by John K. Stoner (April 14, 2017)
Why did Jesus die? Or, put differently, why was he killed?
The second way of asking it is better, because it shows an intention to take the history seriously.
Good Friday has been a great Christian celebration across centuries and continents. The crucifixion of Jesus on Good Friday is the focus of the celebration. Why celebrate the death of Jesus?
Let’s start with the hardest and the worst of it. Over the centuries a tradition developed by the church and believed by millions of Christians holds that Jesus died because God willed and/or needed Jesus’ death. Notice, however, that this tradition attributes not a bad motive, but a good one, to God. God did it in order to make possible the forgiveness of human sins.
Now let’s be honest—human failure, or sin, is common and big. Who can look at their own life and not know that? And we find it is not always easy to forgive ourselves, and consistently try to do better. So, our forbears looked for a big solution to a big problem. Let’s make it God-sized, and see how God solves our problem. They picked up on religious traditions of sacrifice to the gods, and lo and behold, we get a notion of sacrifice in which the very son of God is the sacrifice which pleases God and makes the forgiveness of sins possible.
If that doesn’t work well for you, fine. Join tens of millions of other fellow humans who are appalled by such an image of God and way to deal with our problem of recidivism in sin.
There is a better way to understand Good Friday and the crucifixion. Start by asking who killed Jesus and why.
Start with the obvious. He was killed by people who thought that killing a person was acceptable human behavior, and—we’ll give them the benefit of the doubt—that they could improve the general human condition by performing an execution. It was the logic of empire. Maybe we can give them a little more: they killed him thinking he was a bad person. They were wrong about that, so his death was collateral damage.
In short, Jesus was killed by bad people for being a good person.
Let’s parse that a little. Bad and good are relative terms, but that does not mean they are meaningless or useless. The bad here is the ancient and widespread human belief that some other individuals or groups are so bad that they must be killed in order to cleanse the land. They are scapegoated: those bad must be sacrificed for the sake of us good.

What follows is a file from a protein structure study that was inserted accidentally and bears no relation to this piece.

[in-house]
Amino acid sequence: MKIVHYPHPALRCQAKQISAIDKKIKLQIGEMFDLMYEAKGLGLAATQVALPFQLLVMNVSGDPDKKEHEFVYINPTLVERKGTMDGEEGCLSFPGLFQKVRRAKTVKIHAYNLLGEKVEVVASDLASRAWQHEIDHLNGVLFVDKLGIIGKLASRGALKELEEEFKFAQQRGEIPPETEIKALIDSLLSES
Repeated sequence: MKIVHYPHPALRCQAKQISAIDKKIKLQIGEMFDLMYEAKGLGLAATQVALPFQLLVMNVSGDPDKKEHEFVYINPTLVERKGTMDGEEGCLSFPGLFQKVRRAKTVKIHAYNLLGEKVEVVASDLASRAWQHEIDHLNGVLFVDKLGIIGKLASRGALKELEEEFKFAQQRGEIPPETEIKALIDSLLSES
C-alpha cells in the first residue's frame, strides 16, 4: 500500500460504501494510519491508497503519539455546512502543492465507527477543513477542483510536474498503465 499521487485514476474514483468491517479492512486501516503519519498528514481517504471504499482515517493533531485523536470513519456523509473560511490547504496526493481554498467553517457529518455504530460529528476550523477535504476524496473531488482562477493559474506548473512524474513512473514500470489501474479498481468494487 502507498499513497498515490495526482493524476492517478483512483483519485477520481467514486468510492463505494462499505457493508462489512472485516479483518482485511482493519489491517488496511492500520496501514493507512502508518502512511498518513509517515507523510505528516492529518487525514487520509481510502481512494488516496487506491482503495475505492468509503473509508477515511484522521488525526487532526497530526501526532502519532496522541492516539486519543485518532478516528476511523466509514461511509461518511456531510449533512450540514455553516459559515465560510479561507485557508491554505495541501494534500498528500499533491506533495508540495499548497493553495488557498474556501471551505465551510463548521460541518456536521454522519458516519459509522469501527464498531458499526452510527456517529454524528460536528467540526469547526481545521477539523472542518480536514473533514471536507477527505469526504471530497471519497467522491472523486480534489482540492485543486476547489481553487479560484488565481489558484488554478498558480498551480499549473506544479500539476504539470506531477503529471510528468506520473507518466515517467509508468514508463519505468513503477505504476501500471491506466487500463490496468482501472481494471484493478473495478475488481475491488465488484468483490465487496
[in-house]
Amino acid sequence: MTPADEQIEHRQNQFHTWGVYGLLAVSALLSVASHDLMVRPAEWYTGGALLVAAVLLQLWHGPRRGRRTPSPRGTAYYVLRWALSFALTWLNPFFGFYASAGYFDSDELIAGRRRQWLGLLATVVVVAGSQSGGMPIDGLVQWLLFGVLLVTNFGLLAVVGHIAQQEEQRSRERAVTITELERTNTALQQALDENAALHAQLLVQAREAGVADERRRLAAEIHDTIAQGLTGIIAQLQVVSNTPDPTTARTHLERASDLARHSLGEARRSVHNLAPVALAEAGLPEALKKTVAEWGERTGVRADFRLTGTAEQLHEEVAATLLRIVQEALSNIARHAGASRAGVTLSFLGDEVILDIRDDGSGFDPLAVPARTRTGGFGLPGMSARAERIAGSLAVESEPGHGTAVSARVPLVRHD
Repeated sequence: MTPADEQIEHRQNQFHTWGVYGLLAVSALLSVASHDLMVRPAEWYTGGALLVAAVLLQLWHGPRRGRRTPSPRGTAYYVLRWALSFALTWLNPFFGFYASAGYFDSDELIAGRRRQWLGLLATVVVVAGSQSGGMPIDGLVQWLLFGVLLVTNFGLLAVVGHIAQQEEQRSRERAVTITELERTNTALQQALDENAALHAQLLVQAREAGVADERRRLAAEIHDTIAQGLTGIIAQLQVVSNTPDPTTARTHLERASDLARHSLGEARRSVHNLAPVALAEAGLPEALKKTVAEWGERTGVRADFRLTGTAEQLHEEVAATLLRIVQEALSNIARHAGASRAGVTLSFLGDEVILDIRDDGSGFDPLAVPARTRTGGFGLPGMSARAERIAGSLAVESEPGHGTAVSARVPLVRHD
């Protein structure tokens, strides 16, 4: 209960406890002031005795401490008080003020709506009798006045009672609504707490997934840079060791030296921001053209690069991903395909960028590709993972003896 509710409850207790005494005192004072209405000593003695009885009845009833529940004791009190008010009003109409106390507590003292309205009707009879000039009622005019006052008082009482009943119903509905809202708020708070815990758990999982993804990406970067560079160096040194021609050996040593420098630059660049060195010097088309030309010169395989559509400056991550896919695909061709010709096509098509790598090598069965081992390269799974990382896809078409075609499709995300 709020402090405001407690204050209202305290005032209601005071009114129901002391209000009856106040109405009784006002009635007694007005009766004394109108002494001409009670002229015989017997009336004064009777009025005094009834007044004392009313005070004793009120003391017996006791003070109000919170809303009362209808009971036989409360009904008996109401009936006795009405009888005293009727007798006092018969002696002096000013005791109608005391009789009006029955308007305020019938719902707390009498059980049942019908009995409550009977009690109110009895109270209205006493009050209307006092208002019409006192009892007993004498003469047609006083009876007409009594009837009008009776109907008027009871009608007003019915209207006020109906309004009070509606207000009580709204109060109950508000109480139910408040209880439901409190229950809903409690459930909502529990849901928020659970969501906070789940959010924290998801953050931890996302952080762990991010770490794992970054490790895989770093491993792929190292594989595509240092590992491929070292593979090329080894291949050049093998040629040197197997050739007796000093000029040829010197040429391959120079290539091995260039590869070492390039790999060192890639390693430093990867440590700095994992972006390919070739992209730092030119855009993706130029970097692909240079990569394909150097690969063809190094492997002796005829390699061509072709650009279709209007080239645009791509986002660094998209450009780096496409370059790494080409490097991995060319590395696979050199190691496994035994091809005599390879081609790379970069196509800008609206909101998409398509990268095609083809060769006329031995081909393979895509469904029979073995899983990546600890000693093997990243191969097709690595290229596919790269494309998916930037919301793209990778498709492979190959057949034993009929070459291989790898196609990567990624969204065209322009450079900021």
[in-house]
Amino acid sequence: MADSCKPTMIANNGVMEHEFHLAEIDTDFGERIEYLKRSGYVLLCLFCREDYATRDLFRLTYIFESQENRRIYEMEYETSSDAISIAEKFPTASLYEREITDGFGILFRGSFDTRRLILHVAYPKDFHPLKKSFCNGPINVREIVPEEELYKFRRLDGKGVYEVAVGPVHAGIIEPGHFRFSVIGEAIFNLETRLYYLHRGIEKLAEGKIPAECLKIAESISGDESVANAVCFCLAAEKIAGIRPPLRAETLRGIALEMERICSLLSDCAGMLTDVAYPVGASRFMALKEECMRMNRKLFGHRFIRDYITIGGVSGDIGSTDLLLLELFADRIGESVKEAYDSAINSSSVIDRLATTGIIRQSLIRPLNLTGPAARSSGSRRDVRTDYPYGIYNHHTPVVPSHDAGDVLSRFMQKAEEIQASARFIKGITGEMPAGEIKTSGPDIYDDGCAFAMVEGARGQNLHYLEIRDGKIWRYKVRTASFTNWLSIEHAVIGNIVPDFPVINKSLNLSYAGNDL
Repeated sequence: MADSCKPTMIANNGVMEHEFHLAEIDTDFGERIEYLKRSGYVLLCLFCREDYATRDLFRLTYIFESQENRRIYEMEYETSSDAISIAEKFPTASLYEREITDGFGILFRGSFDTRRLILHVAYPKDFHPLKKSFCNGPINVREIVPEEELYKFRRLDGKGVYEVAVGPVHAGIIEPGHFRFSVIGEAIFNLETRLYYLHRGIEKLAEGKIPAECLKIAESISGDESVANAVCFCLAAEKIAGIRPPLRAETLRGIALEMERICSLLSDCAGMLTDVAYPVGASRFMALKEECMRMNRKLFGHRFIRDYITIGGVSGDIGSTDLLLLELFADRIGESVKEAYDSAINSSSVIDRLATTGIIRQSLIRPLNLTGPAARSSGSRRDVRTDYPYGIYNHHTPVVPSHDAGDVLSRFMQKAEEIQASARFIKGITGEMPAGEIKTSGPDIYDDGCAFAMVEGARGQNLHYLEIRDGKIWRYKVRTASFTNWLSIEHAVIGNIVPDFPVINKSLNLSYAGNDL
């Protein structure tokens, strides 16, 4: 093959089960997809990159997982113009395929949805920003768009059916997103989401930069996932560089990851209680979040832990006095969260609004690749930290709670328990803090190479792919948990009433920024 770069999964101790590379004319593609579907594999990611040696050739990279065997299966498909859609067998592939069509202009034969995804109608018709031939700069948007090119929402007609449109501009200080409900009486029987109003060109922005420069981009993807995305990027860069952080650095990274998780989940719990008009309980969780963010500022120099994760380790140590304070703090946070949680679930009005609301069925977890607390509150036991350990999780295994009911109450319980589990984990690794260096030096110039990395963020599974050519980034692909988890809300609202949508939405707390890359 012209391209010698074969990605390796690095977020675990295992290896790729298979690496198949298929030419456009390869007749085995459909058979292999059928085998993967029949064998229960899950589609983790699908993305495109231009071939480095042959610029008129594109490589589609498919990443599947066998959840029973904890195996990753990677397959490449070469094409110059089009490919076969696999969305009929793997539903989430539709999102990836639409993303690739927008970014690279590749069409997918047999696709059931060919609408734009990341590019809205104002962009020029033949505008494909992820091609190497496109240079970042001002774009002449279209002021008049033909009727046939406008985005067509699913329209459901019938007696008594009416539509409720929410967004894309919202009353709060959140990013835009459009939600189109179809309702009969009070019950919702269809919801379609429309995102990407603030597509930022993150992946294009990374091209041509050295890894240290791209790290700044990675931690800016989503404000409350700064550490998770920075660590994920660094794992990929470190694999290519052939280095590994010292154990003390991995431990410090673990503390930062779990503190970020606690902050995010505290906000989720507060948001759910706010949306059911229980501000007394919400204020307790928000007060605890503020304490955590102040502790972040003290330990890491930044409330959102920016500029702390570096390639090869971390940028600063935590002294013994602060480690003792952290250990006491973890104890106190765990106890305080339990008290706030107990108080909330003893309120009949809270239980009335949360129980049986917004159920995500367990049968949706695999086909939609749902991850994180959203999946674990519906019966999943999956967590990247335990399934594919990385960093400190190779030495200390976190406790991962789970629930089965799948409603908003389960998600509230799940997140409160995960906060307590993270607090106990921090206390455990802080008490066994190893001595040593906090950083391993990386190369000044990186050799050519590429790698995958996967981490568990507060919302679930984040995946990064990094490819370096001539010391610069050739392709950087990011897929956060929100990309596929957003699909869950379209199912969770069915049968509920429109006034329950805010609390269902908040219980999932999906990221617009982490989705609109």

Jesus taught a different thing, another way. He said that none of us are so good, nor so hopelessly bad, that we can indulge this practice of killing each other to make the world a better place. The world is not improved by pillaging and burning. Scorching part of the earth will not save the whole earth.
So Good Friday was a contest over the central teaching of Jesus. Who understands best the real human nature/condition (or the will of God, to put it the other way)? Is it Jesus, who says that the way to deal with human imperfection or sin, is to forgive one time after another, to help each other try again, loving as Jesus loved, or those who killed Jesus, believing that some bad people have to be killed so that us good people can inhabit the world peacefully?
The vignette of Peter’s denial is a microcosm of this contest. There is a double sadness in this story: that Peter denied, and that the church has so universally misunderstood Peter’s denial. It was not a denial rooted in human weakness as generally understood, but rather in what is generally thought to be human strength and greatness. By both his actions and words Peter stands out as a brave man, ready to fight and die for Jesus. What he was not ready for was the disclosure of Jesus’ nonviolent response to the attacking enemies. Peter was overcome by unbelief and embarrassment when he saw Jesus refusing to take up the sword and defend himself, loving his enemies, and he denied that he was identified with this man.
The story of Jesus is so irrepressible and universal because he taught this way of compassionate forgiveness, and placed it in tension with imperial practices of dominating power over nature and justified killing of humanity. Every person and every culture/nation lives in the tension between these ways of running the world. It is the existential choice of humanity, standing on the verge of ecological collapse and death by war.
But again, in the ironic words of W. Edwards Deming: “It is not necessary to change. Survival is not mandatory."